01 September 2023

Christian testimony in contemporary society

‘Can one evangelise via social media without disguising as an influencer?’

“On social networks, people want to follow a priest who remains a priest. Not a priest who becomes a showman, or a clown. To each their own role. Our guiding principle is to act for the goodness of the message and not for the maximum effectiveness of media exposure”. 

To affirm this was Father Jean-Baptiste Bienvenu, who was ordained in France in 2016 at the Emmanuel community. Today he also coordinates Father Blog, a well-known video platform (padreblog.fr, under the subtitle “Connected to what is essential”), consulted mainly through social networks. It has been one of the most followed realities of French-speaking digital evangelization for over a decade. With its comments and dialogues, often with a slight note of humour, it never loses sight of the context of current events. Also credited to the priest is a “practical and spiritual guide to free oneself from screens” (Ils nous bouffent, Artège), which highlights the risks of an excessive use of digital tools. In an original way, the work also proposes a “self-assessment test” to see how screens are prioritized in each person’s life. Father Bienvenu is also a teacher of moral theology at the Versailles Seminary.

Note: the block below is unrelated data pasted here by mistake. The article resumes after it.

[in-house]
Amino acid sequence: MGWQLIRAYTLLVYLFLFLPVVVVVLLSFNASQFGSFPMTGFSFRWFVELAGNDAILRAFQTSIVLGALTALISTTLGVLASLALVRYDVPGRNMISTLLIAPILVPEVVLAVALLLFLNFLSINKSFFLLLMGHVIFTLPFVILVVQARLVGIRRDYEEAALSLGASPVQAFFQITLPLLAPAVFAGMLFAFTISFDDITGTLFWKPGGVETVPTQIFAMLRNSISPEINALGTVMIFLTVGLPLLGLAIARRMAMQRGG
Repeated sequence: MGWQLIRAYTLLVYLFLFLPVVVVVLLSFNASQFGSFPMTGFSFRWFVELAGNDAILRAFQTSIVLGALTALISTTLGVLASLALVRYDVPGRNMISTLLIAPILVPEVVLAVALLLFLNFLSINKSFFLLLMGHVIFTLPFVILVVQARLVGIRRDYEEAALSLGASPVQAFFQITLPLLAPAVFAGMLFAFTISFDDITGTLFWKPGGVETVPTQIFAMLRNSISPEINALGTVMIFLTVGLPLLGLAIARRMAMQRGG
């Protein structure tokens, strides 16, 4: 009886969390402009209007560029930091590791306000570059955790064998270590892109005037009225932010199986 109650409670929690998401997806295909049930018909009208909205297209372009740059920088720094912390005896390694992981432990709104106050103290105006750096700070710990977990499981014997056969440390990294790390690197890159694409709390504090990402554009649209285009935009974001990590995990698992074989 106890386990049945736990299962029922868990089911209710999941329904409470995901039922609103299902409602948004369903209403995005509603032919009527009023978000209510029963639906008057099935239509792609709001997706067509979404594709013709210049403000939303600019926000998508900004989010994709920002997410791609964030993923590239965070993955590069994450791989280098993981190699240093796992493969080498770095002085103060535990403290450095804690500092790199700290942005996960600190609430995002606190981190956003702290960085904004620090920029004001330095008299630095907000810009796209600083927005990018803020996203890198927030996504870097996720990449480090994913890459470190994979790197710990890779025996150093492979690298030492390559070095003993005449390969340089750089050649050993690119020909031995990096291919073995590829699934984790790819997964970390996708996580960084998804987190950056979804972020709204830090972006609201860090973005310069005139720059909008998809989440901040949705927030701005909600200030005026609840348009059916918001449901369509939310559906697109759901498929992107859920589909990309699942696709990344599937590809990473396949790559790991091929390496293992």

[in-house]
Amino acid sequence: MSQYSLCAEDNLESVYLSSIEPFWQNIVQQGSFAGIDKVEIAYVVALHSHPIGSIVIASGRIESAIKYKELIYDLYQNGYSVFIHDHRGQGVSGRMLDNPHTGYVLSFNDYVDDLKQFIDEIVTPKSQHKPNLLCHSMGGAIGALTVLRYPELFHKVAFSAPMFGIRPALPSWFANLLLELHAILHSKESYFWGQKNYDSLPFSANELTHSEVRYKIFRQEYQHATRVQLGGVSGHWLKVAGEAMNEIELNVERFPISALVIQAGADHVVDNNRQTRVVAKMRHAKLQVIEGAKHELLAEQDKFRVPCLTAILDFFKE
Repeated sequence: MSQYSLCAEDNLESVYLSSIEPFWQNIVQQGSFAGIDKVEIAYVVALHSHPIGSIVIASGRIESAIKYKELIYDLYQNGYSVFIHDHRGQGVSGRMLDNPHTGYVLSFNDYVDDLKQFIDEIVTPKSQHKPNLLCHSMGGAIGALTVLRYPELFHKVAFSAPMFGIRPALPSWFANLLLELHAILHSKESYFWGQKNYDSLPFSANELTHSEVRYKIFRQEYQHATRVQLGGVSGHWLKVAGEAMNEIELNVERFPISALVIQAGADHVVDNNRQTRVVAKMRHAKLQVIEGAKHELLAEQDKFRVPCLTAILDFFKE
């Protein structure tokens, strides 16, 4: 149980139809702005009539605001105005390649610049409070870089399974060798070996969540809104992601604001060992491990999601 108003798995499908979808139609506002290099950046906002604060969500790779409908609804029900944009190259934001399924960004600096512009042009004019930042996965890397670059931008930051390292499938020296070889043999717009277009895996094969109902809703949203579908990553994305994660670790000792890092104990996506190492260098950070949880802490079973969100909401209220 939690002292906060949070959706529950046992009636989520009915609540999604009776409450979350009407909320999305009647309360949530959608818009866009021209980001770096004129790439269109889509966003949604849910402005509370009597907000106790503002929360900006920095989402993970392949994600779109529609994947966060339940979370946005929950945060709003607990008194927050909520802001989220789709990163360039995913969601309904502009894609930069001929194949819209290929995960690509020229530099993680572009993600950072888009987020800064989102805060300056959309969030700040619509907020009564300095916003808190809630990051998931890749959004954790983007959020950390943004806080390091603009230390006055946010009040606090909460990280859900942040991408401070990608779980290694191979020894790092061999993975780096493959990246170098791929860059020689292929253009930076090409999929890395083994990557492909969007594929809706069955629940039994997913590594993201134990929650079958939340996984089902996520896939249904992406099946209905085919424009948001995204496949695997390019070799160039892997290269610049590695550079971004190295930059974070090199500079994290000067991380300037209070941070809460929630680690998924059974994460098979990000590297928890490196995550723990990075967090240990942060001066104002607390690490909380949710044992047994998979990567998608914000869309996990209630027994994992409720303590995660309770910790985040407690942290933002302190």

You have followed in Father Pierre-Hervé Grosjean’s footsteps as coordinator of the group ‘Father Blog’, now made up of five young priests. In what sense is it a collective work?

We follow all content together. In fact, we have made it a rule never to publish anything until the others are brought up to speed. If we notice a problem, we discuss it to then make changes. This group method also gives a certain balance to our work, which is only concerned with content, given that we have volunteers who help with the technical aspects.


In your opinion, what justifies a commitment to digital evangelization?

Certainly, the need to reach people where they are. In short, a principle of reality. We primarily are the ones who go towards the people, and not the other way around. In this sense, social networks today are like a new agora


Is getting into a technical tool always a challenge?

One technical difficulty comes from the existence of an algorithm that determines the exposure of the message. Therefore, the content must please the algorithm. Precisely for this reason it is important for the actors of the new evangelization on social networks to reflect on the ethical rules to be respected, on a personal and team level. You certainly can’t do anything to earn the right to be better exposed by the algorithm. Therefore, sometimes, it is necessary to deliberately choose not to get as much visibility as possible, precisely because one does not want to cross certain lines, in terms of language, narcissism and so on. It’s never simple, and we are aware that others bend much more than we do to the algorithm’s criteria.


Could you give us an example?